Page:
When the United States government formed, it replaced the British government as the other sovereignty coexisting in America with the American Indians.
In U.S. law the term “Indians” refers generally to the indigenous peoples of the “North American” continent at the time of European colonization. “Alaska Natives” and “Native Hawaiians” refer to peoples indigenous to the areas occupied by those named states. The terms “tribe” or “band” designate a group of Indians of the same or similar heritage united in a community under one leadership or government and inhabiting a particular territory. Because Indians have increasingly preferred “nation” or “people,” the term “tribe” has become controversial.
States may recognize particular “Indian” groups, even if the federal government does not recognize the group. To determine whether a group will be recognized, courts and legislatures examine such factors as the extent of Indian governmental control over individual lives and activities, the extent to which the group exercises political control over specific territory, and the continuity of the group’s history.
Unless a treaty or federal statute removes a power, however, the tribe is assumed to possess it.
Federal law recognizes a special kind of Indian sovereign authority to govern themselves, subject to an overriding federal authority. Indian tribes are considered by federal law to be “domestic, dependent nations.” Congress enacted this sovereign authority to protect Indian groups from state authority. This sovereign authority extends to Indian tribal courts, which adjudicate matters relating to Indian affairs.
The Indian Appropriations Act of 1871 had two significant sections. First, the Act ended United States recognition of additional Native American tribes or independent nations, and prohibited additional treaties. Thus it required the federal government no longer interact with the various tribes through treaties, but rather through statutes:
“That hereafter no Indian nation or tribe within the territory of the United States shall be acknowledged or recognized as an independent nation, tribe, or power with whom the United States may contract by treaty: Provided, further, that nothing herein contained shall be construed to invalidate or impair the obligation of any treaty heretofore lawfully made and ratified with any such Indian nation or tribe.”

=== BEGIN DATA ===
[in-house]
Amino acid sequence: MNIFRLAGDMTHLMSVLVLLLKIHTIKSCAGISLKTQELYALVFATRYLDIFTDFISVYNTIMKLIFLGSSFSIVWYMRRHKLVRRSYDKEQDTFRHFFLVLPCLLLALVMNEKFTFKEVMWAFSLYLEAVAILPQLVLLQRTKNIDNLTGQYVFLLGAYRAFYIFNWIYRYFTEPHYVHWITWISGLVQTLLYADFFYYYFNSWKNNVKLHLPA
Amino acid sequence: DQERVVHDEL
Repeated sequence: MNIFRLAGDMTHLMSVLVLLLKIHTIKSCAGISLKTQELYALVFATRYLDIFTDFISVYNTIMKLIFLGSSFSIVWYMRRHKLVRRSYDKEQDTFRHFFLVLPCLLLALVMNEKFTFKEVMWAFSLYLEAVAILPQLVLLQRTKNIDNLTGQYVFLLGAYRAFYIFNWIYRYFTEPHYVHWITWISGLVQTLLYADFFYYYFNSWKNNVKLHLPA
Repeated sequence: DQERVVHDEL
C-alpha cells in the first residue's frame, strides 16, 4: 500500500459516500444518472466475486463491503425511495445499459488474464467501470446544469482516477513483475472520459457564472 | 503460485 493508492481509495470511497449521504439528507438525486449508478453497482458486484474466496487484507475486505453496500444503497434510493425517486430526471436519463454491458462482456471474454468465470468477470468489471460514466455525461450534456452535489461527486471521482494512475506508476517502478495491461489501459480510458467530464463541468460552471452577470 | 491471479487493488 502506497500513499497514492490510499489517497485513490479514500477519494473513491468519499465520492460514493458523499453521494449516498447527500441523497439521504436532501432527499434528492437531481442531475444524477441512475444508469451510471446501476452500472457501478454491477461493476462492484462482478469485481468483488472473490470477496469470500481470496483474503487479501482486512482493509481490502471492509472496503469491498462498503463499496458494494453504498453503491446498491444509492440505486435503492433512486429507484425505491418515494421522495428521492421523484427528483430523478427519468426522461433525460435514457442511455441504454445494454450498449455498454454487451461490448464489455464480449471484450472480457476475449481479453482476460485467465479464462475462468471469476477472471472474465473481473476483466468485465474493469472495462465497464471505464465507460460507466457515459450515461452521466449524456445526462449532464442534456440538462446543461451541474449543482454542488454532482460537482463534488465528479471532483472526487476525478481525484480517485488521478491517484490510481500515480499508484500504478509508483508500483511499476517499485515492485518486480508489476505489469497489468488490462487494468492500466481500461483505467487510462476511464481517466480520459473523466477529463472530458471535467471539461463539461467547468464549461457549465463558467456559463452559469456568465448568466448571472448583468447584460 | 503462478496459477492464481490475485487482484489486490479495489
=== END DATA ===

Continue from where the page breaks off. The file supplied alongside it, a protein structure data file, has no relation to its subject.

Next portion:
In Iron Crow v. Oglala Sioux Tribe, the United States Supreme Court concluded that two Oglala Sioux defendants convicted of adultery under tribal laws, and another challenging a tax from the tribe, were not exempted from the tribal justice system because they had been granted U.S. citizenship. It found that tribes “still possess their inherent sovereignty excepting only when it has been specifically taken from them by treaty or Congressional Act”. This means American Indians do not have exactly the same rights of citizenship as other American citizens.
The court cited case law from a pre-1924 case that said, “when Indians are prepared to exercise the privileges and bear the burdens of” sui iuris, i.e. of one’s own right and not under the power of someone else, “the tribal relation may be dissolved and the national guardianship brought to an end, but it rests with Congress to determine when and how this shall be done, and whether the emancipation shall be complete or only partial” (U.S. v. Nice, 1916). The court further determined, based on the earlier Lone Wolf v. Hitchcock case, that “It is thoroughly established that Congress has plenary authority over Indians.” The court held that, “the granting of citizenship in itself did not destroy … jurisdiction of the Indian tribal courts and … there was no intention on the part of Congress to do so.” The adultery conviction and the power of tribal courts were upheld.
Article I section 8, clause 3 of the US Constitution states that Congress is empowered to“regulate commerce with foreign nations…states…and with the Indian tribes.” Technically, Congress has no more power over Indian nations than it does over individual states.
In the 1970s Native American self-determination replaced Indian termination policy as the official United States policy towards Native Americans.Self-determination promoted the ability of tribes to self-govern and make decisions concerning their people.
In the case Menominee Tribe v. United Statesin 1968, it was ruled that “the establishment of a reservation by treaty, statute or agreement includes an implied right of Indians to hunt and fish on that reservation free of regulation by the state”.
What’s important to know and remember is that when the United States assumed the role of protector of the tribes, it neither denied nor destroyed their sovereignty.